Over the years, I’ve learned that there are two things people really hate. The first is change. The second (which is related to the first) is an unwelcome surprise. For most people, healthcare and benefits are something they don’t pay much attention to. At least, until they need them. Annual benefits enrollment is the one time of year most employees have to make changes to their benefits. Many enroll in the same plan year after year, regardless of what their needs may actually be. Some of this can be the inherent resistance to change. After all, in cases like passive enrollment, the process makes it easier not to change anything. But there are times when employees should change their benefits to match their evolving personal situations. It’s one of those times when failure to change now could make those unwelcome surprises down the road much harder to deal with.
And it falls to HR to communicate to and educate employees about their benefits options to help prepare them for those unwelcome surprises. Let’s look at how workers’ feelings about benefits and enrollment have been changing.
Employees and Annual Benefits Enrollment
A 2016 SHRM survey found several data points relevant to our discussion. Only 34% of employees surveyed said they “pay attention to all of the materials they receive about their company benefits.” 49% said making decisions about health insurance is always “very stressful” for them. Additionally, 41% feel the open enrollment process at their company is “extremely confusing.” Finally, 20% say they “regret the benefits choices they make.”
These stats reveal that HR managers weren’t getting the job done. Almost three years later, Prudential Group Insurance did a study that, while not a direct comparison, seems to show signs of improvement. Their study found that nearly 65% of employees chose new benefits during enrollment and “credited their employer for using a variety of communication methods to keep them informed.” About 35% of workers surveyed chose the same benefits “but still made an informed decision.”
At the same time, a MetLife study revealed that 45% of employees said they’re still apprehensive about the open enrollment benefits process. It’s about the same percentage who said they fear asking their superiors for a raise.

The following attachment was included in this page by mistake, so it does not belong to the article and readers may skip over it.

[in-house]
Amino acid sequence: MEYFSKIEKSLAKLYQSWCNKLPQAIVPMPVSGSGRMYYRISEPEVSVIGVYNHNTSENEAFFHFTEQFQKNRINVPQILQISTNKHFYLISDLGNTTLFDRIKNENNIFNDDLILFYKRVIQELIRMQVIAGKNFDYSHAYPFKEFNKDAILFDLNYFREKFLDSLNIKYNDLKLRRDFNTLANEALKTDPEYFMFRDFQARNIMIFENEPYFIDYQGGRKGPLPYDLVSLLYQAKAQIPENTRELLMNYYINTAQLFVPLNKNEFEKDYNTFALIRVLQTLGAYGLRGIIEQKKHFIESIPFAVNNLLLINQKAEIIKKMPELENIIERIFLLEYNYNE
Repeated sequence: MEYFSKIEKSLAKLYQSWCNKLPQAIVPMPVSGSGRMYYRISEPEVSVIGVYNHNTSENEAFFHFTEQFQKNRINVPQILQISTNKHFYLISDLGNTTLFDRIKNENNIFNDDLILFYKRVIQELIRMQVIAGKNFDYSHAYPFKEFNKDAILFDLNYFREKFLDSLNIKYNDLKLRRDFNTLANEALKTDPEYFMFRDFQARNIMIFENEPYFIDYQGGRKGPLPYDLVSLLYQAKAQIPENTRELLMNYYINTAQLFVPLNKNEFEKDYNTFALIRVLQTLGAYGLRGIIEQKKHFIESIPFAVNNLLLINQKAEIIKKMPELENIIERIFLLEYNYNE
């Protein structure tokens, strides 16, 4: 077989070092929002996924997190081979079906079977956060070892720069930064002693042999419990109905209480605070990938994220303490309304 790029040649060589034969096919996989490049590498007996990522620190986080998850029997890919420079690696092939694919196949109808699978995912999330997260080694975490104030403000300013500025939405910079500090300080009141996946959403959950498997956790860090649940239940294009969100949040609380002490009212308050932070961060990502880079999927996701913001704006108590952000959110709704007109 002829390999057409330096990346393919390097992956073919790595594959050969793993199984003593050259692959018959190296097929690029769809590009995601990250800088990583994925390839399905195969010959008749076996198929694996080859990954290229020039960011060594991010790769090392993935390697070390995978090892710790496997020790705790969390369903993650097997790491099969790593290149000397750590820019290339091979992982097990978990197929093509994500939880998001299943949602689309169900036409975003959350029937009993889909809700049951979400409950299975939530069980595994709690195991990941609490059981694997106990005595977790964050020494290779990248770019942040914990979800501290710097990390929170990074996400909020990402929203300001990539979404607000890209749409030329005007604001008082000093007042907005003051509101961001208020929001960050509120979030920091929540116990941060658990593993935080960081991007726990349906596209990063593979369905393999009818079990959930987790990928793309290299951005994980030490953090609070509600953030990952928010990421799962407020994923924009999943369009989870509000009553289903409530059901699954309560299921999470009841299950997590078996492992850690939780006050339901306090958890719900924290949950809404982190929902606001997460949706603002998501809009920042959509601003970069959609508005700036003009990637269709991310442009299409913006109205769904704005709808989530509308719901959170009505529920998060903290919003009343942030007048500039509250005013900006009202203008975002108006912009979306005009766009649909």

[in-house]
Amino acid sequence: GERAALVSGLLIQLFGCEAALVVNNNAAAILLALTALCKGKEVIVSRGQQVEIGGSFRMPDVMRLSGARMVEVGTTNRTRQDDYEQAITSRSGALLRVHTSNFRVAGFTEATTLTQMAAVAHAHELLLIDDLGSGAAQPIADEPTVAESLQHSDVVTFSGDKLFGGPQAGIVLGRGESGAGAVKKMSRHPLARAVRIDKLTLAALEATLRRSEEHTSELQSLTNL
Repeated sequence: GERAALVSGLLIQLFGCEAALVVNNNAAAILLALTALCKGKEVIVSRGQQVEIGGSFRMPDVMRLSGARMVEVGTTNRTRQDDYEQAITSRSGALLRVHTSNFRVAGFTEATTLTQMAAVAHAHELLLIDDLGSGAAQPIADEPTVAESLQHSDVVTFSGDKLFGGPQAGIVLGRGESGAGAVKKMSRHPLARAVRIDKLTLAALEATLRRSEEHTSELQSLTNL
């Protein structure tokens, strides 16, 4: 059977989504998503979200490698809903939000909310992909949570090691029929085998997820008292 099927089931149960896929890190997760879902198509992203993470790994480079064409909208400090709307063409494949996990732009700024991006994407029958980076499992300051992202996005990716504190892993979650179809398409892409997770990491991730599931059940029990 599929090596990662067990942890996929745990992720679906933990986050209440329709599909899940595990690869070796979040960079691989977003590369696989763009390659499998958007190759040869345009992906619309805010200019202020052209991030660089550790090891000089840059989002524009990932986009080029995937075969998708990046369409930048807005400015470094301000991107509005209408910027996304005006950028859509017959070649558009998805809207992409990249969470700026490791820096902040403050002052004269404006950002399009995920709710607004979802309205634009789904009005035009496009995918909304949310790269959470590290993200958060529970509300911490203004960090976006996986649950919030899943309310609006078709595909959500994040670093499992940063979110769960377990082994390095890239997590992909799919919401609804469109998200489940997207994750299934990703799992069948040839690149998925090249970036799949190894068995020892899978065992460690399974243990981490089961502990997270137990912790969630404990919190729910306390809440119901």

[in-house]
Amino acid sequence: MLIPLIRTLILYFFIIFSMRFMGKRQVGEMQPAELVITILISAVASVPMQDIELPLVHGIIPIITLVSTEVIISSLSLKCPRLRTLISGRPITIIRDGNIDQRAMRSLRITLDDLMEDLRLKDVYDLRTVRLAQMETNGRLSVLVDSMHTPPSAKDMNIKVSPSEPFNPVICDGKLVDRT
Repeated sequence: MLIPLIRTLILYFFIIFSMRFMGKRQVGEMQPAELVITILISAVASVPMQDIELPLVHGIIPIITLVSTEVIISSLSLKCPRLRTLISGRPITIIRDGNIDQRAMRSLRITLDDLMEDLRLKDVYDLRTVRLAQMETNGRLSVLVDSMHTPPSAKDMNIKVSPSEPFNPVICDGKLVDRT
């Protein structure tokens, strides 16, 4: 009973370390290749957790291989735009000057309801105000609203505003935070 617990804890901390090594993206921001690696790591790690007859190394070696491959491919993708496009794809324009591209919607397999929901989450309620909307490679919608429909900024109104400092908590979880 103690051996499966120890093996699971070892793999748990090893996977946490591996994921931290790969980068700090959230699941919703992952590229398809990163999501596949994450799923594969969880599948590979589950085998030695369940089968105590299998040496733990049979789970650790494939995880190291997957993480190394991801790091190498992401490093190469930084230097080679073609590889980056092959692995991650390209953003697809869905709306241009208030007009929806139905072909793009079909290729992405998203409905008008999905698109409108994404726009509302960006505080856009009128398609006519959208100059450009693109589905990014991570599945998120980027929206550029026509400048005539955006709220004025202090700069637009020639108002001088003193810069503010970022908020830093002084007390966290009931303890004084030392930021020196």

In terms of employees’ comfort with benefits enrollment, the war is far from won, but the tide may be turning.
How Far We’ve Come
The question is why. What are HR managers getting right that’s improving the situation, and how do we build on this progress to continue the positive trajectory? The main thing is that we have communicated better by using methods that actually work. As a writer, I’ve learned that people don’t read.
In the days of my early career (the 1980s), my benefits at a major international corporation were “explained” when someone said, “Here’s the benefits handbook. Let me know if you have any questions.” Fortunately, I was young, in good health and was certain I didn’t need to worry. But clearly that wasn’t an effective communication strategy then, and it isn’t effective now.
A couple years later, I changed jobs and worked for an equally large firm. The HR managers explained my benefits at my orientation meeting held with a hundred other new employees. There was an overhead projector and a rather dry presentation that told me to read the handbook. Every year, there would be an email (we were on the cutting edge with email way back in 1993) that told us to contact HR if we had any questions about the new benefits offered.